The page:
So I left you all when I thought I had the answers to the Scrappy-Star-conundrum with the Japanese fabrics. Nope. Discouraged, I headed to a quilt shop, where guess what–out of all of the fabrics we tried, we liked the stars on some red Quilters Linen fabric.
Like I said, it seemed like the answer. Here’s some pictures of the process I went through. I was happy with the red, as it acted like a solid, but still wanted to beef up the quilt with pattern and texture, a la Material Obsession quilt shop in Australia, as I love looking at their quilts.
Now I’m trying to add in those fabrics. As you can see–it’s not working. Again. This is when I wrote the blog post on Struggle, appreciating Robert Penhall’s quote particularly.
Auditioning, Take Two. I realize that photographs flatten out what’s going on, but as you can see, what was going on had problems. I came home right after school, took an Internet Sabbath, and worked steadily on sewing together the center section. When my husband came home last night, he kissed me hello and asked me how my day was.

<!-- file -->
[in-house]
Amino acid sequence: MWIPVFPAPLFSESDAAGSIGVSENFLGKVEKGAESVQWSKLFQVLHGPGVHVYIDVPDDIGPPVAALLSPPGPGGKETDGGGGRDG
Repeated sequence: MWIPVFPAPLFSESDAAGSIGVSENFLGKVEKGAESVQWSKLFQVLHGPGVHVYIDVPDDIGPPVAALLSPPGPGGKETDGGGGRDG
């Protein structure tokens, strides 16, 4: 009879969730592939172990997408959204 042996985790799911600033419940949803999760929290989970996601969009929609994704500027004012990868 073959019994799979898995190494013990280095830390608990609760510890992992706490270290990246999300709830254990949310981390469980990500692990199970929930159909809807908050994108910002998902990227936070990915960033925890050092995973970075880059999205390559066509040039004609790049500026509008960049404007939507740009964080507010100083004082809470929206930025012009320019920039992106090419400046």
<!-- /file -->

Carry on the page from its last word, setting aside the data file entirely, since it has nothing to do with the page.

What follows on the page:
“I hate my quilt,” I said.
After dinner, we went up together to look at the
disaster quilt. We talked, and I felt like a balloon deflating. The view evolved as we tried different things, talking and talking, but really the quilt just has so much going on. Like I’ve said before, I was trying to take Cinderella to the Prince’s Ball, and she really just want to go out for a burger and fries. We folded back the end stars, took down some of the wild fabrics, paring it down. I felt as if the quilt had beat me, as if I had caved. But burgers-and-fries it was going to be, no matter where I wanted to go.
Cutting off of the side star. I unpicked the center so I could save two of the star points for another project (like I ever want to tangle with this one again!). I finished sewing the center all together, smoothed it up on the wall, and went to bed. In the morning, the pared-down quilt, white on the wall, greeted me and I chose the tomatoes on yellow for the inner border and auditioned the outer borders:
I guess I don’t feel defeated anymore, just happy it’s to this point. I wanted that sophisticated, interesting quilt, really I did. But what I have instead is a bold graphic set of stars, demanding un-adornment, insisting that the rest of the crowd pipe down so they can shine.
There’s a great children’s book titled “Babe, The Gallant Pig,” which was made into a movie. At the very end, the farmer looks down at Babe, his pig, and says “That’ll do Pig. That’ll do.”
That’ll do, Scrappy Stars. That’ll do.